Commentary: In 1988, I first wrote of the "slippery" nature of HIV. As much more has been learned about it, its ability to re-adjust itself is nothing short of amazing, as this study says. It is almost as though this virus were designed to overcome every obstacle thrown in its path.
Despite reports of "progress" in the treatment of AIDS, I remain skeptical that any significant progress has been made against limiting the HIV's attack on the human body.
In 1990, 34 percent of Americans used at least one alternative therapy. Of these, one-third visited alternative providers at least 19 times. The most frequent users were better-educated, upper-income whites 25-49 years old. More than 70 percent did not tell their physicians of these encounters. The most common problems for which this help was sought were chronic, non-life-threatening conditions, such as back pain, allergies, and insomnia. Out-of-pocket costs totaled $10.3 billion.
In the near future, two peer-reviewed journals committed to research and trends in alternative medicine will appear: Alternative Therapies in Health and Medicine and The Journal of Alternative and Complementary Medicine.
In 1992, the Office of Alternative Medicine under the National Institutes of Health, was started. It had its budget increased to $3.5 million in 1994, up from $2 million.
Alternative medicine, then, has attained a legitimacy within orthodox medicine. One physician remarked, "The medical profession will take it all in stride, because the best of the alternatives will be just good medicine." (American Medical News, October 17, 1994, p. 17)
Commentary: This article points out a dichotomy of thought that I have noted more than once. Patients are willing to trust alternative medicine for "chronic, non-life-threatening" problems, but not for emergency conditions.
And, the question arises, "If alternative medicine becomes mainstream, will it lose its appeal?" The answers is, "Yes" and "No." Yes, many people are always distrustful of standard approaches that do not seem to work and will seek exotic answers. No, alternative approaches will develop at a far greater rate than will be time or money to investigate. And, many treatments will have their believers regardless of scientific evidence.
Regardless, practitioners of orthodox or alternative medicine will always be successful. More than 80 percent of patients who seek health practitioners get better regardless, and often in spite of, what the practitioners do. Now, in any market, 80 percent success will get you a large following and a good income indeed!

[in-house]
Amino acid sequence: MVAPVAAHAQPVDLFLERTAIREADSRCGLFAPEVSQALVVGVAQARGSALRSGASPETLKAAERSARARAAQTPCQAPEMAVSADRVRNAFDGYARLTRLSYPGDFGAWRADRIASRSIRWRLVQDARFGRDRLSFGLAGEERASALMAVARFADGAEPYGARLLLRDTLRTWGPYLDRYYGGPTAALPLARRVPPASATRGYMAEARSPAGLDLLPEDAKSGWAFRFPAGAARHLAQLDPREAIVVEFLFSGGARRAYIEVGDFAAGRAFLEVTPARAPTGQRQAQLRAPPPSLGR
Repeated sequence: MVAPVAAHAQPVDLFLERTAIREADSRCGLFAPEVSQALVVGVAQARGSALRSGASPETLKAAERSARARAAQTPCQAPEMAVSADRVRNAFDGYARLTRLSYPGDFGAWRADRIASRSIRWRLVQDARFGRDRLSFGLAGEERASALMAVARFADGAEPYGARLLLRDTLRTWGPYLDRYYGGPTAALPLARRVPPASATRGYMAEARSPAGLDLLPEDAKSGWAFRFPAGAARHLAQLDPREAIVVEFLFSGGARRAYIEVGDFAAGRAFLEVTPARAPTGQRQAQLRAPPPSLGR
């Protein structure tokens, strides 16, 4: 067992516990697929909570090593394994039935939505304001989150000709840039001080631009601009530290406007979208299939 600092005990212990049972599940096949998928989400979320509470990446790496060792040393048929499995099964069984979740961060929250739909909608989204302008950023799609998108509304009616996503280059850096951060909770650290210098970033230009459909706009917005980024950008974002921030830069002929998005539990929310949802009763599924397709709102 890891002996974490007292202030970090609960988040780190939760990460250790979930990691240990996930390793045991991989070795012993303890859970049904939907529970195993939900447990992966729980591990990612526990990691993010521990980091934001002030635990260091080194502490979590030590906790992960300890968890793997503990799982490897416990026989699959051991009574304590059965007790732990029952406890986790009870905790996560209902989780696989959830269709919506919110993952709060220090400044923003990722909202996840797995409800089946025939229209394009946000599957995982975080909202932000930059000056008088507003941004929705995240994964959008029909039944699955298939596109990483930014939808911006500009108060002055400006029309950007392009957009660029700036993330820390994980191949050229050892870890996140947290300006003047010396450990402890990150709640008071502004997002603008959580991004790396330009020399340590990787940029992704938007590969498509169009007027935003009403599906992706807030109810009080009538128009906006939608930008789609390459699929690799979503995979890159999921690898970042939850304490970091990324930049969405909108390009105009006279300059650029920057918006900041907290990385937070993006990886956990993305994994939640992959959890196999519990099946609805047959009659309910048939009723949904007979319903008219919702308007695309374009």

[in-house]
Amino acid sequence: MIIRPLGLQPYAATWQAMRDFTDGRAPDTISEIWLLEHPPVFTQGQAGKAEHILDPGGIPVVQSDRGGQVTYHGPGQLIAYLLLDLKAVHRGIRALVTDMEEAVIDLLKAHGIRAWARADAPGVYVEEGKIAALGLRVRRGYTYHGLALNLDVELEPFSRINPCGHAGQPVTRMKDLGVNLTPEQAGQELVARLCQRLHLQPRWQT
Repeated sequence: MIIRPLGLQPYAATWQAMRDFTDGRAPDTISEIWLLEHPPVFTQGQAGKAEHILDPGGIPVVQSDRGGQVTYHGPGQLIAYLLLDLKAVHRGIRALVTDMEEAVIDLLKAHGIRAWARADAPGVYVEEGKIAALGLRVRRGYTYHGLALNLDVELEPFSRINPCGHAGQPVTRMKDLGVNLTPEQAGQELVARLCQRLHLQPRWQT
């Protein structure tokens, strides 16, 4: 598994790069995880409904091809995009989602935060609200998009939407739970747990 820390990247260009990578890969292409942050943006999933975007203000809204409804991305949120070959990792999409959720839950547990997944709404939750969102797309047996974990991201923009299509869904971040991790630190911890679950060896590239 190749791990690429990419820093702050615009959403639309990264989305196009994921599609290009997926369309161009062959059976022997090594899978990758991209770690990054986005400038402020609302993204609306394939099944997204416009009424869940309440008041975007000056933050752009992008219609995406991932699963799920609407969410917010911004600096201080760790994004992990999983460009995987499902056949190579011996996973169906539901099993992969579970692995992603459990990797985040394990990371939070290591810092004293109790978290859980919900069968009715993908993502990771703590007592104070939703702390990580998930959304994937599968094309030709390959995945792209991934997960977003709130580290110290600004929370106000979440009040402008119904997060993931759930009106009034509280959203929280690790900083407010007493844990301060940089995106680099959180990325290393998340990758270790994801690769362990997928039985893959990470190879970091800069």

I am told that 80 percent of residential long-distance service belongs to AT&T which has supported homosexuality, feminism, and other liberal, anti-life agendas. (MCI and Sprint have sponsored immoral TV programs.) They are starting to take notice of Lifeline, a long-distance service that gives 10% of a user's long distance bill back to the organization of his choice.
Lifeline is a real opportunity for you and me. It is first an opportunity for you to impact one of the nation's largest companies about their anti-life support. It is second an opportunity to support the pro-life cause of your choice.
Of course, I hope that you choose Covenant Enterprises. Because I am not non-profit (although none has yet been made), I receive few donations. However, recipients of Lifeline's 10% do not have to be non-profit.
Thus, you can help. Subscribe yourself. Get others in your Bible study or church to subscribe. Emphasize the pro-life message. It is a real opportunity to advance our message.
Get this newsletter free! Yes, for every subscriber to Lifeline that designates Covenant Enterprises as your recipient, I will give a subscription to Reflections as long as you subscribe to Lifeline. Many have done so.
To switch your long distance service, call 1 (800) 800-7550. Designate Covenant Enterprises as NPO #23022.
Your current carrier will try to get you back! They will offer all kinds of incentives. Just remember what they stand for and be firm.
My most sincere thanks are offered to those who have already made this switch.